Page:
AIDS is a complex condition caused by the human immunodeficiency virus (HIV), which kills or impairs cells of the immune system and progressively destroys the body's ability to fight infection and disease. People with damaged immune systems are vulnerable to diseases that do not threaten people with healthy immune systems.

The term AIDS applies to the most advanced state of an HIV infection. Medical treatment can delay the onset of AIDS. HIV infection, seroconversion, asymptomatic HIV infection, symptomatic HIV infection, and AIDS. These states are sometimes called the "natural history" of disease progression.

It is the responsibility of the contracted personnel to report any signs of spills, contamination or exposed blood-borne pathogens that they may come into contact with.

If you feel that you have been exposed, clean the exposed area and report the incident to unit medical staff immediately. Obtain a medical evaluation as soon as possible. Discuss with a healthcare professional the extent of the exposure, treatment, follow-up care, personal prevention measures, the need for a tetanus shot and other care.

Personal Protective Equipment (PPE)

Gloves, masks, protective eyewear, and chin-length plastic face shields are examples of personal protective equipment. PPE must be provided and worn by employees in all instances where they will or may come into contact with blood or OPIM.

Traditionally, latex gloves have been advised to use when dealing with blood or OPIM unless an employee is allergic to latex. In most circumstances, nitrile, vinyl, and other glove alternatives meet the definition of “appropriate” gloves and may be used in place of latex gloves in these cases. Gloves can be obtained by medical staff and/or security personnel.

Hand Hygiene

Hand hygiene (soap and water washing or use of waterless alcohol-based hand rub) must be performed:

  • After removal of gloves and/or other protective equipment
  • Immediately after hand contact with blood or other infectious materials
  • Upon leaving the work area

It is recommended that hand hygiene be performed before and after patient contact and after using restroom facilities.


Chemical germicides and disinfectants used at recommended dilutions must be used to decontaminate environmental surfaces. Consult the Environmental Protection Agency (EPA) lists of registered sterilants, tuberculocidal disinfectants, and antimicrobials with HIV-HBV efficacy claims for verification that the disinfectant used is appropriate.

If you have any questions, with regard to chemical germicides or disinfectants, you can contact the Unit Safety Officer or medical personnel.

Occupational Exposure

An occupational exposure is defined as a percutaneous injury (e.g., a needle stick or cut with a sharp object) or contact of mucous membrane or non-intact skin (e.g., exposed skin that is chapped, abraded, or afflicted with dermatitis) with blood, tissue, or other potentially infectious materials.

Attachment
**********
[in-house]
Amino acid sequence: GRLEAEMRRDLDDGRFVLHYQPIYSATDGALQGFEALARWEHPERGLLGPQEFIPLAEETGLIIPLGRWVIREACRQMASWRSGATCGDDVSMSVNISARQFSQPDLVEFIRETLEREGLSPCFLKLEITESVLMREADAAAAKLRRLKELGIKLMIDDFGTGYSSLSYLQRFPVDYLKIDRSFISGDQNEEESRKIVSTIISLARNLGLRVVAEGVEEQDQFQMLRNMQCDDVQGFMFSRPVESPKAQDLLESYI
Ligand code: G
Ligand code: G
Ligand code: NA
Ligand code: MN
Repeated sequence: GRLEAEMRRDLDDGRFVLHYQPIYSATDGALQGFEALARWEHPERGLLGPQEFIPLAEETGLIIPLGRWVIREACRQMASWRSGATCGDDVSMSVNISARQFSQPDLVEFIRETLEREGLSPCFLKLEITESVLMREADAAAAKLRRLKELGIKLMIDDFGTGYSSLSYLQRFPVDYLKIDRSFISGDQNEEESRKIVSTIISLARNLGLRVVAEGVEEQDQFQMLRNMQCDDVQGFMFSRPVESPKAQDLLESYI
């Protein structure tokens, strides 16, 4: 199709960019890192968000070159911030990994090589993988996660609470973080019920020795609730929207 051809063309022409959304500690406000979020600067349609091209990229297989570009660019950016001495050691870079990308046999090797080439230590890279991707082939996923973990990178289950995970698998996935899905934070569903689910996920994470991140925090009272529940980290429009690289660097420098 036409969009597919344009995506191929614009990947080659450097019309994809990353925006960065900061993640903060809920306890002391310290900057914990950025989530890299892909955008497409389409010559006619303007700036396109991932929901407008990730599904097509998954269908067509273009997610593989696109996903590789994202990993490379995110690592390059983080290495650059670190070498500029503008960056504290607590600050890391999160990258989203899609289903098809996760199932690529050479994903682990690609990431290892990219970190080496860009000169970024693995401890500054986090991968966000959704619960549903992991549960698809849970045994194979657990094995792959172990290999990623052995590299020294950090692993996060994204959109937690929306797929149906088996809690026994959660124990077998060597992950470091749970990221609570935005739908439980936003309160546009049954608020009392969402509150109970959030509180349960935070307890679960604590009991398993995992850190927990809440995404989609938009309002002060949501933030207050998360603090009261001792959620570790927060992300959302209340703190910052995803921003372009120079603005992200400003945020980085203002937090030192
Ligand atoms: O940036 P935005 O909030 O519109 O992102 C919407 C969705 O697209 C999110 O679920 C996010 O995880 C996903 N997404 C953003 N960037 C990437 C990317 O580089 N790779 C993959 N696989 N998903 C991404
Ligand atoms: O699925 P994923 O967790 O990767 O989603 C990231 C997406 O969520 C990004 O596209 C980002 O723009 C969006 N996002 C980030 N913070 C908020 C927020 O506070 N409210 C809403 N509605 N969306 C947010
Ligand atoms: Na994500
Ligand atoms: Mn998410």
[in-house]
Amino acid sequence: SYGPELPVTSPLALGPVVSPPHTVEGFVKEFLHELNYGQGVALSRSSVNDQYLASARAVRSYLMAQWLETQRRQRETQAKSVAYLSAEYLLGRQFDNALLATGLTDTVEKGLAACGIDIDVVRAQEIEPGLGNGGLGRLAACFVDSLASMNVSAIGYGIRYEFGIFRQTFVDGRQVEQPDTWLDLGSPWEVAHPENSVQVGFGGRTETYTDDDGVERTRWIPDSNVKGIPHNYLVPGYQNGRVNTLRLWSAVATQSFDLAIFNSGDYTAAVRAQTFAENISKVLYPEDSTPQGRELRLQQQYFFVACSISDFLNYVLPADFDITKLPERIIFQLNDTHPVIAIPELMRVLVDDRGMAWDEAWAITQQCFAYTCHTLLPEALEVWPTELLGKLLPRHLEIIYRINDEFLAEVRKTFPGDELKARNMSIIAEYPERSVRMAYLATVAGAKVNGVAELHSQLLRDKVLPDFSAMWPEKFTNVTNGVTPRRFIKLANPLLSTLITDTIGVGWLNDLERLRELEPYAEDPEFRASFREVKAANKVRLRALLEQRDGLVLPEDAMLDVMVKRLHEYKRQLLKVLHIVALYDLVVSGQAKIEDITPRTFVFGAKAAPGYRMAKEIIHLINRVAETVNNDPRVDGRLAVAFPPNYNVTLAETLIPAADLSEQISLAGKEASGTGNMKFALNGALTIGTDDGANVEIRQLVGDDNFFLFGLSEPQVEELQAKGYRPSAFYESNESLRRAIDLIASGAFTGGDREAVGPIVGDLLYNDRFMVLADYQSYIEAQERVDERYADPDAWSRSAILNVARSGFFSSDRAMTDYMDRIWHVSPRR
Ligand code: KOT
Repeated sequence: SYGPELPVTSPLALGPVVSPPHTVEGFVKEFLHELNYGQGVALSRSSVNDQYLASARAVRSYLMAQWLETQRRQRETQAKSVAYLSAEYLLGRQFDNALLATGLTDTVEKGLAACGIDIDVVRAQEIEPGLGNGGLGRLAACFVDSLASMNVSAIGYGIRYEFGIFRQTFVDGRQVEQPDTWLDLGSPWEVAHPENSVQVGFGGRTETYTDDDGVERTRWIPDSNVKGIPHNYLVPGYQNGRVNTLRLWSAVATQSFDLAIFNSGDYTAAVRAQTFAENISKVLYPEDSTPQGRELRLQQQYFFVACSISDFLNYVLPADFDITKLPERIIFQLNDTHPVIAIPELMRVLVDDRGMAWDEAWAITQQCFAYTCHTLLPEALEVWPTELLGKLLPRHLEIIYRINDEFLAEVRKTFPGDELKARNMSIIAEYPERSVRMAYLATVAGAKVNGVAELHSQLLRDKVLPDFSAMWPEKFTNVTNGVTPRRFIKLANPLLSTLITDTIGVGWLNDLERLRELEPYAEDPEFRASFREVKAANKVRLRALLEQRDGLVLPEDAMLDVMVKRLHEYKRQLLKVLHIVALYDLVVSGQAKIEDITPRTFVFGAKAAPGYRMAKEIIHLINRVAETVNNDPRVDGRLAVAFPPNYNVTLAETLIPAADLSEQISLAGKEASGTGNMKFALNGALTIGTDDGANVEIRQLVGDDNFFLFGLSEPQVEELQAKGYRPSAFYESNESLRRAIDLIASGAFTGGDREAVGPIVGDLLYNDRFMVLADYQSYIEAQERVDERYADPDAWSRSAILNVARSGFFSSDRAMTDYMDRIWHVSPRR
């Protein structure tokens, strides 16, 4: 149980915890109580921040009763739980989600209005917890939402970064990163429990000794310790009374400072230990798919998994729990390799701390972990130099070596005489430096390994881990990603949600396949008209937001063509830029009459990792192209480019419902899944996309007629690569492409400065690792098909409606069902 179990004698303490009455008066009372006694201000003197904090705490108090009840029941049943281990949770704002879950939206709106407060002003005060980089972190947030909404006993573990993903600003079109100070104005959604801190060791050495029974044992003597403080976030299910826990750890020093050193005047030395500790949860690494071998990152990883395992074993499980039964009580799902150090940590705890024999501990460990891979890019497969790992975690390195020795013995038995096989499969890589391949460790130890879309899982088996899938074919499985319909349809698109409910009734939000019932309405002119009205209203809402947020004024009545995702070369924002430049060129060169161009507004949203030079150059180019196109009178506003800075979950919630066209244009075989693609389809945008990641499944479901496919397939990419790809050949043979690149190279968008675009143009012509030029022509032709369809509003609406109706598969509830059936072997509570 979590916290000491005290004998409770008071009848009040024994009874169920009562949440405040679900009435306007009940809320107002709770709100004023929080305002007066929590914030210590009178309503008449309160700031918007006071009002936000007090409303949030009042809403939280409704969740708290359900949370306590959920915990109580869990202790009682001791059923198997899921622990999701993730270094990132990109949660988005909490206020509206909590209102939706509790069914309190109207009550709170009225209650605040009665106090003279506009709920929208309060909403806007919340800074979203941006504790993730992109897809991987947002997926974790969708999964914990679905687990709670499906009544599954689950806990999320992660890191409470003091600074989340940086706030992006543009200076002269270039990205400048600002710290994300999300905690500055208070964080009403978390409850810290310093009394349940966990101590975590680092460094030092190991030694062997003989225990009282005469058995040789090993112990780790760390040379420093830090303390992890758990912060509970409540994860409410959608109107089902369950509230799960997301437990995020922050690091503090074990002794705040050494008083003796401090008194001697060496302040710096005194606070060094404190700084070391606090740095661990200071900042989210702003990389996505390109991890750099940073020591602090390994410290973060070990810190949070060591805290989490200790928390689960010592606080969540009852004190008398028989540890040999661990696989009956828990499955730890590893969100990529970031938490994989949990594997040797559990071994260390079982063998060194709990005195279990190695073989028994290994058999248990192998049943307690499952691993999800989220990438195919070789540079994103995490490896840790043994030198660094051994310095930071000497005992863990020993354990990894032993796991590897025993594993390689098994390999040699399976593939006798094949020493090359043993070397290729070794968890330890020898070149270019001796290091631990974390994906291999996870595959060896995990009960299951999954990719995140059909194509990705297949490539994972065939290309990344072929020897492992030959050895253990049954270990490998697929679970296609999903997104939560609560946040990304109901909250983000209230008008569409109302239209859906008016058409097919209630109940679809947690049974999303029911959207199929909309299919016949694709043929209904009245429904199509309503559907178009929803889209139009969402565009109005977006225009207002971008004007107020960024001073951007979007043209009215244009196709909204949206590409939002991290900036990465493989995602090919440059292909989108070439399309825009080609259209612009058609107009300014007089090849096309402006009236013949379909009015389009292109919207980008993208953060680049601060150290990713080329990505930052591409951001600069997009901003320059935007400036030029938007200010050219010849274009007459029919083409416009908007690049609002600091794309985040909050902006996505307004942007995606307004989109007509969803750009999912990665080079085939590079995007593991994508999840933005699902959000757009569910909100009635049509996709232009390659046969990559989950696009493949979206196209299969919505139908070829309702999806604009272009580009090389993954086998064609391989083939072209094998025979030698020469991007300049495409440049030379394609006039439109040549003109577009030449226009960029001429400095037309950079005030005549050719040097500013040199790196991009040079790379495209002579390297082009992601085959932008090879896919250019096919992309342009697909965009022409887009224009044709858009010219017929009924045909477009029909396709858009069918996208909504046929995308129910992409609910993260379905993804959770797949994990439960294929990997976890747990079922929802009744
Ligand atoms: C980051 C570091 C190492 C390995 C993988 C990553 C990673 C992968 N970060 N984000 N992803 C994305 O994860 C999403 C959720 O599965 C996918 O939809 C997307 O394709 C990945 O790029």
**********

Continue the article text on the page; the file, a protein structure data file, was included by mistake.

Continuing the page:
Risks of Infection from an Exposure

The CDC states that the risk of infection varies case by case. Factors influencing the risk of infection include:

  • Exposure was from a hollow-bore needle or other sharp instrument
  • To non-intact skin or mucus membranes (such as eyes, nose and/or mouth)
  • Amount of blood that was involved and the amount of virus present in the source’s blood

Risk of HIV Transmission

The risk of HIV infection as an occupational hazard is slim, even in the health care profession. There have been no reports of HIV transmission from blood contact with intact skin.

There is a theoretical risk of blood contact to an area of skin that is damaged, or a large area of skin covered in blood for a long period of time.

As of 2010, the CDC reports 57 documented cases and 143 possible cases of occupational exposure to HIV since reporting started in 1985. No confirmed cases of occupational HIV transmission to health care workers have been reported since 1999.

Respiratory Hygiene/Cough Etiquette

Respiratory Hygiene/Cough Etiquette is an element of Standard Precautions that highlights the need for prompt implementation of infection prevention measures at the first point of encounter with the facility/ambulatory setting (e.g., chow hall, classroom).

Because a unit houses large numbers of people, confined to one location, illnesses may spread more rapidly. It is important to practice health etiquette when on the unit. If you yourself are sick or running a fever, it is best to stay off the unit until you are well again.

Key Recommendations for Respiratory Hygiene/Cough Etiquette

  • Cover mouths/noses when coughing or sneezing
  • Use and dispose of tissues
  • Perform hand hygiene after hands have been in contact with respiratory secretions
  • Do not shake hands
  • Keep your distance
  • Report suspected illnesses